From the 47th floor of the Park Hyatt Tokyo, sunbeams play off the perfect cone of Mount Fuji. Far below, Tokyo’s frenetic pace is reduced to a silent pulse of miniscule cars and people. You take another sip of water and lose yourself in the music emanating from the built-in speakers in the Bodysonic flooring. Is this the hotel’s presidential suite?The signature restaurant?Nope—it’s the Park Hyatt’s fitness center.
Your typical hotel gym may well be located in the basement, wedged somewhere between the boiler room and the broom closet. These deserted beefcake bunkers are usually the last place anyone wants to exercise. But some hotels have seen the light, elevating their gyms to dizzying new heights, with spectacular views to match.
For true gym-junkies, the view from the treadmill might seem irrelevant. But for those requiring a little encouragement, it can make all the difference. “If you want to start exercising again, a new environment can be a big positive because you won’t associate it with the baggage from the old gym,” says sports psychologist Sam Maniar, Ph.D. “It can then be used as a motivational springboard so you’ll be more likely to start exercising at home.”
Enter the welcoming environs of new breed of hotel gyms and you’ll be met with high-tech machines, sensitive interior design, and remarkable panoramic vistas. Some gyms, like the Park Hyatt Tokyo’s, are so far from terra firma that their lofty position alone should be enough to raise the pulse. “It’s highly decadent to put a health club on top of a building, but if you’re stuck working out, the view might offer some reprieve,” says architect Mitchell Joachim, who created the concept of gyms floating on the water surrounding New York City. “Views provide people with a relationship with the outside world in terms of scale, position, and geography,” he says. “Take that away and the sense of confinement is overwhelming and cruel.”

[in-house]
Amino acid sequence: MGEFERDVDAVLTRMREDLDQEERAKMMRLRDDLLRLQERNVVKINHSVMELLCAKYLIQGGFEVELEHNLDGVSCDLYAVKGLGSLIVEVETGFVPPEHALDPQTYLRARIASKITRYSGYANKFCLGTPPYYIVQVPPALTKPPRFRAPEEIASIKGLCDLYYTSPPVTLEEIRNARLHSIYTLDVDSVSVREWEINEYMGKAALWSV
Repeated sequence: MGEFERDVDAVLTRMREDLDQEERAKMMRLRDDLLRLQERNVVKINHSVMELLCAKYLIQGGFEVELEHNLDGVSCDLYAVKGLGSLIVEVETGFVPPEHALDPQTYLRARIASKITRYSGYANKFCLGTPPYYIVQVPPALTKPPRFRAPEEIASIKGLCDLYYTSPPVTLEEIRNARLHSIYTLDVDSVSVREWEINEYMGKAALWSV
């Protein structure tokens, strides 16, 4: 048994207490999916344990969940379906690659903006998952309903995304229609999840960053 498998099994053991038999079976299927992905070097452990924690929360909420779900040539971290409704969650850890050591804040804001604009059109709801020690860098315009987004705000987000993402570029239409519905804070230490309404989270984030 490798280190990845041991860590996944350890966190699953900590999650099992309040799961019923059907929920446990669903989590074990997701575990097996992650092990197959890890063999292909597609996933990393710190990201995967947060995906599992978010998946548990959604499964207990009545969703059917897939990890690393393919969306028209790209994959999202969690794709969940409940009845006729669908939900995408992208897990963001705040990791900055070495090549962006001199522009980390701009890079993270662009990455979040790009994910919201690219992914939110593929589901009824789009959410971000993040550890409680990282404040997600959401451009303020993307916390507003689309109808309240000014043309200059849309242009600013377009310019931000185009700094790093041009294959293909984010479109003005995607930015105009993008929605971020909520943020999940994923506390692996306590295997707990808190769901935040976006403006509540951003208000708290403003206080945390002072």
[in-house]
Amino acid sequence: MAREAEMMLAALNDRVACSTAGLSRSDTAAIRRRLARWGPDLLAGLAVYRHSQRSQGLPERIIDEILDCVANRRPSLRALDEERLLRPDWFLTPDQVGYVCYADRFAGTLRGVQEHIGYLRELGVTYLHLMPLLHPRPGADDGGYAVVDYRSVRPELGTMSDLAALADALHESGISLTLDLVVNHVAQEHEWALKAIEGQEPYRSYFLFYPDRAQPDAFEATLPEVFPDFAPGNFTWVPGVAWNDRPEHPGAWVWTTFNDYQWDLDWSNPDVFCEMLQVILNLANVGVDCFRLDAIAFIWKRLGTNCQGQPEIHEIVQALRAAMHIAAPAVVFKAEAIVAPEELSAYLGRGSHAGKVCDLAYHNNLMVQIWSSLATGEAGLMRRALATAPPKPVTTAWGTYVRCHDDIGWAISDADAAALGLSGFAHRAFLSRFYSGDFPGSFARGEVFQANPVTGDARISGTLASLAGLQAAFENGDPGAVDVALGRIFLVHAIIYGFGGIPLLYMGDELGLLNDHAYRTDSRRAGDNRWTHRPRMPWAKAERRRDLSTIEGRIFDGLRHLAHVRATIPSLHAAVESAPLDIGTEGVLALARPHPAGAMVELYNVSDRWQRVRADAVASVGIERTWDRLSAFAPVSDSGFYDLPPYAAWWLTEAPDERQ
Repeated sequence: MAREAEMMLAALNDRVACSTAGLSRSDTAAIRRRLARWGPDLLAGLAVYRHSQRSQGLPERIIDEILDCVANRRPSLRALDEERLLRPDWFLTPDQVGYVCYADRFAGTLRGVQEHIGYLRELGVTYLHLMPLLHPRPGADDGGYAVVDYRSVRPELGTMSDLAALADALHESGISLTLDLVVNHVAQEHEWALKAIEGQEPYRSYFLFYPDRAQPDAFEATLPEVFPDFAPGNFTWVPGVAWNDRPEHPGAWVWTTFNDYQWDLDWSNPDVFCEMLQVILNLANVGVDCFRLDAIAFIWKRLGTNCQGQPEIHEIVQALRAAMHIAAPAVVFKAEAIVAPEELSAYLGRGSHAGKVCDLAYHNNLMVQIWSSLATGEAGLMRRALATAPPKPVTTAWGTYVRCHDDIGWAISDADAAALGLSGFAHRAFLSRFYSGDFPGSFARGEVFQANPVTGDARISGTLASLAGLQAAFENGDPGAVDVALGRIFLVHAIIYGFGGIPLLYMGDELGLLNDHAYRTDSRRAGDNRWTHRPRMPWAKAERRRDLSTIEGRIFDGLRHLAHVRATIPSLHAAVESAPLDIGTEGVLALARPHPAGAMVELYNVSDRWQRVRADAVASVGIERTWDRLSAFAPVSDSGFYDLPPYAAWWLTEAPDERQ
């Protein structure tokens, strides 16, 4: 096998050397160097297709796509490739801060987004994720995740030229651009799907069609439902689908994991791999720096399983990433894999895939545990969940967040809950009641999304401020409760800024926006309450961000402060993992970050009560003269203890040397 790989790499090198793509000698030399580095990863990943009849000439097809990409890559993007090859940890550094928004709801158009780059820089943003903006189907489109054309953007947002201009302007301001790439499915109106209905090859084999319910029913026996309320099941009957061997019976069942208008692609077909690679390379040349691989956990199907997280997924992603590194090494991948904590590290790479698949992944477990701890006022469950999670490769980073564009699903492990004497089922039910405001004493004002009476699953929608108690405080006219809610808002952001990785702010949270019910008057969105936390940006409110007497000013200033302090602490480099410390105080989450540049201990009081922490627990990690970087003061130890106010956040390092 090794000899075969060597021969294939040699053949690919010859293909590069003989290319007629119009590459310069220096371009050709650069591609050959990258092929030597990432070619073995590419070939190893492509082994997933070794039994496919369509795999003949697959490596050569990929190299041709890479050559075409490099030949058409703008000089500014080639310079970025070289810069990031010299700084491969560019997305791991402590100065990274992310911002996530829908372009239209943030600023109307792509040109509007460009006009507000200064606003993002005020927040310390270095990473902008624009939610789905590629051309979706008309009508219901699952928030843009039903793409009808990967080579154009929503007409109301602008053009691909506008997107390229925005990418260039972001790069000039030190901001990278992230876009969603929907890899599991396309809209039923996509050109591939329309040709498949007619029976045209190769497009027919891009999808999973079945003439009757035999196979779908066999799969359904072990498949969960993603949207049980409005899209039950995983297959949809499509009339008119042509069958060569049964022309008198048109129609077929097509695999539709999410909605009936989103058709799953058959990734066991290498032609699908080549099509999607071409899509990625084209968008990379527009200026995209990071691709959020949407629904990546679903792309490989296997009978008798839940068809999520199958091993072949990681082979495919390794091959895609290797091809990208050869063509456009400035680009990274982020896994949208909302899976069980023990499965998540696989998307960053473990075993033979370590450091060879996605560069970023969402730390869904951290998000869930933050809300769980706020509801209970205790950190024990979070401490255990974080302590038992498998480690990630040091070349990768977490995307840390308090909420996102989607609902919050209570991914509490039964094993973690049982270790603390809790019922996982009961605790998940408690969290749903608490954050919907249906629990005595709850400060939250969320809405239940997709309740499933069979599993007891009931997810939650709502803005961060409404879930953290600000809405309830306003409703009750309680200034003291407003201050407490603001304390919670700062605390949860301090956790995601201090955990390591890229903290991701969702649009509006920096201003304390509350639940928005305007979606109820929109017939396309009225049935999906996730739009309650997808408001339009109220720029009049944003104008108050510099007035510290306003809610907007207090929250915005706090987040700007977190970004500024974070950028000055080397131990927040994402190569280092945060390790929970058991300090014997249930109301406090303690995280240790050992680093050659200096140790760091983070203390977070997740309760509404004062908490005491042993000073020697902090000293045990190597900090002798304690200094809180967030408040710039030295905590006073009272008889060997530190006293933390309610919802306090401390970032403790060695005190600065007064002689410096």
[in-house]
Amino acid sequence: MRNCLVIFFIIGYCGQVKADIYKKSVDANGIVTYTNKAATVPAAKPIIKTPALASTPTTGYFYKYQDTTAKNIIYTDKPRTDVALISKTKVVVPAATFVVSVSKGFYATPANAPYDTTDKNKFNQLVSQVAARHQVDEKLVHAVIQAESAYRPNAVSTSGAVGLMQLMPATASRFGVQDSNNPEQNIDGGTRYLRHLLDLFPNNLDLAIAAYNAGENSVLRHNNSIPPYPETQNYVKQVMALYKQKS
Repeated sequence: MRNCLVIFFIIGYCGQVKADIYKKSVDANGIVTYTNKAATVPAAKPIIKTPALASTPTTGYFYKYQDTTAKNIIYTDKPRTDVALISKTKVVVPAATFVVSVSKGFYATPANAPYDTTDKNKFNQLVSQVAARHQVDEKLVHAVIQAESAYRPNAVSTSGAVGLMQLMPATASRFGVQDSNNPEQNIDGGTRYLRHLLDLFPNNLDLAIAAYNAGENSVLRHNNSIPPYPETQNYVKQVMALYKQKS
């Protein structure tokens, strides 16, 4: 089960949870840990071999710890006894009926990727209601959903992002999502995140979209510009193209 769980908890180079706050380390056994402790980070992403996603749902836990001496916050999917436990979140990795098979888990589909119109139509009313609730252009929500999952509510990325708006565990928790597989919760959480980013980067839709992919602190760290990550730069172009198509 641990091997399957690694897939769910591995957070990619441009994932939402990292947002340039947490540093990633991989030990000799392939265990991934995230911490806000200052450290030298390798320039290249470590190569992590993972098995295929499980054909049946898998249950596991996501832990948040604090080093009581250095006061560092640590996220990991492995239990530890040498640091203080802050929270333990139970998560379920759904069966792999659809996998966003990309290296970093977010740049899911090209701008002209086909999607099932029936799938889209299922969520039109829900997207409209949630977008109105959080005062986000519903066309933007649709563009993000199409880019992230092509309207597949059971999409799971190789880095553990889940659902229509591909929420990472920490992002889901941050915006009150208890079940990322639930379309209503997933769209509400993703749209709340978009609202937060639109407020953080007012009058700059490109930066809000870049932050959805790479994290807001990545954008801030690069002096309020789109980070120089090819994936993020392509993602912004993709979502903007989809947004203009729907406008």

Still, gyms shouldn’t replace all mirrored walls with windows. On the contrary, mirrors are essential for focusing on form when lifting weights. Maniar suggests that décor be dictated somewhat by activity. “When it comes to cardiovascular exercise, most people want to be distracted,” he says. “If they don’t habitually exercise, it can be boring or painful to start working out, and they often need something to occupy their minds.” An iPod or TV will suffice, but spectacular views offer far superior distractions.
What kind of distractions?How about snow-covered Alps from Milan’s Principe di Savoia, the Chain Bridge from Budapest’s Intercontinental, or breaching whales from qualia, a luxury hideaway on Hamilton Island in Australia. According to Tom Oliveri, who manages the health club on the 27th floor of New York’s Millennium UN Plaza, “When the TV is on, people don’t like it. They always ask me to shut it off.” He blames the commanding views over New York’s East River and beyond.
But if a little natural light is all that’s needed to alleviate the funk of a basement sweatbox, why give over multimillion-dollar real estate to treadmills?Maniar explains that superficially, a health club may be all about fitness, but their true purpose is far broader: Through design, location, staffing, and marketing, everything about a gym is intended to build self-esteem as much as muscle tone. “When you feel good about the fact that you exercised, and you did it in a hotel’s gym, it has to be good for business,” he says.
Maniar also has an idea as to why some hotel gyms have risen to extreme heights. “We tend to associate higher floors with more successful people,” he says. Of course, high-end hotels are courting power brokers more than power lifters, so it makes sense that their health clubs be placed where their target clientele sees themselves—at the top of the corporate ladder. Sure it’s a stretch (what workout would be complete without one?) but with that kind of psychoanalysis, a basement gym may never look the same again.